By Stephen Smoot
Last Tuesday, the Pendleton County Commission and other county officials met to discuss
solutions to a serious problem at the community building in Franklin, as well as potential sources
of grants and other funding for projects.
During a recent storm that left Franklin without power for three hours, the fire department tried
to open the doors with no working generator to provide power. For 20 minutes, several struggled
to push the door open so that the fire truck could exit.
Until recently, firefighters could manually open the door with little trouble. The new door, as
the emergency services coordinator Rick Gillespie explained, has added insulation and glass,
making it three times heavier than the doors used before they were replaced.
Commissioners discussed options on how to correct this potentially serious problem with
emergency services officials, including Kelly Hartman from the Franklin Volunteer Fire
The first proposal suggested repairing the current generator, a military surplus diesel that has
been broken for three to four years. While officials expressed confidence that they could obtain
parts for repair, others saw that as a short term solution only. Hartman worried that “it works
well in the winter, but in summertime with air conditioning on, it has all the load on it at once”
when it first starts. That could lead to the repaired generator breaking down.
Additionally, the generator in place is well past its expected service life. Gene McConnell,
Pendleton County Commission President, commented that “military surplus is typically junk.”
A second option explored lay in the purchase of a new generator. The cost of one that would
fill the needs of the department would run approximately $14,000. Gillespie noted that they
could offer “several reasons why the building needs an operable generator” and that multiple
efforts to secure grant funding to pay for one had not succeeded.
Commissioners also discussed installing a manual chain system that firefighters could easily
operate when necessary. They expressed surprise that one had not been included in the door’s
Next, County Clerk Elise White discussed applying for a Help America Vote Act (HAVA)
grant to purchase electronic poll books. As White explains, the proposed system could help poll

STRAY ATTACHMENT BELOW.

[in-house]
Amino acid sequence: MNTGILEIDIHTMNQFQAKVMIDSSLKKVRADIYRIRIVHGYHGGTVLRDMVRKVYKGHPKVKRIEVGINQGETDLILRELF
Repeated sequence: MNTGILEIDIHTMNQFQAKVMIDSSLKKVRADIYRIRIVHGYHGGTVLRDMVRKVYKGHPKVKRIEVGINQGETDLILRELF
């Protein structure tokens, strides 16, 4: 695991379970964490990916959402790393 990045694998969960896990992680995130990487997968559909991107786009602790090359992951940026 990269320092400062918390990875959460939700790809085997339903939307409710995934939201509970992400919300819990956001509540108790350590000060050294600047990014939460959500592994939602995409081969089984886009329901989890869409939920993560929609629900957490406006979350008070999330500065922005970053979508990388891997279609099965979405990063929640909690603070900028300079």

workers to more easily look up registered voters and their precincts during elections. She noted
that this would especially help to expedite the process during primaries which use multiple
When asked by McConnell if it would improve efficiency, White described how the new
system would cut printing costs and reduce the need to store hard copy materials. She said that
the system would “save weeks of work” through its ability to automatically transfer information.
McConnell responded by saying, “If it improves the process, then I am all for it.”
White stated that the HAVA grant would cover 85% of the nearly $26,000 cost of purchasing
electronic poll books.
The final major topic of discussion centered on Pendleton County’s allocation of Title III funds
from the federal government. Because nearly one third of Pendleton County’s lands are in
federal hands, the county since 2001 has received federal assistance from Title III in maintaining
local government infrastructure.
Title III is a separate program from “Payment In Lieu of Taxes,” or PILT funds. The federal
government pays out PILT money to partially replace what the county would have collected as
taxes from private landowners. Unlike Title III, it has no restrictions on how the county might
spend the money.
McConnell explained that Title III money is “very beneficial, paying for equipment for the fire
and sheriff’s department.” Gillespie added that it also helps to defer the cost of searches in the
Recently, the specifications on how to spend the money were expanded to include broadband.
Commissioners agreed to raise the allocation percentage request from 15 to 20 percent.
Out of several counties in West Virginia eligible for Title III funds, only Pendleton currently
Also notable on the agenda, commissioners agreed to convert county owned bank certificates
of deposit from those of lower interest to those with a higher interest rate. The commissioners
confirmed that the money earned from higher interest rates would much more than make up for
any penalty for early withdrawal.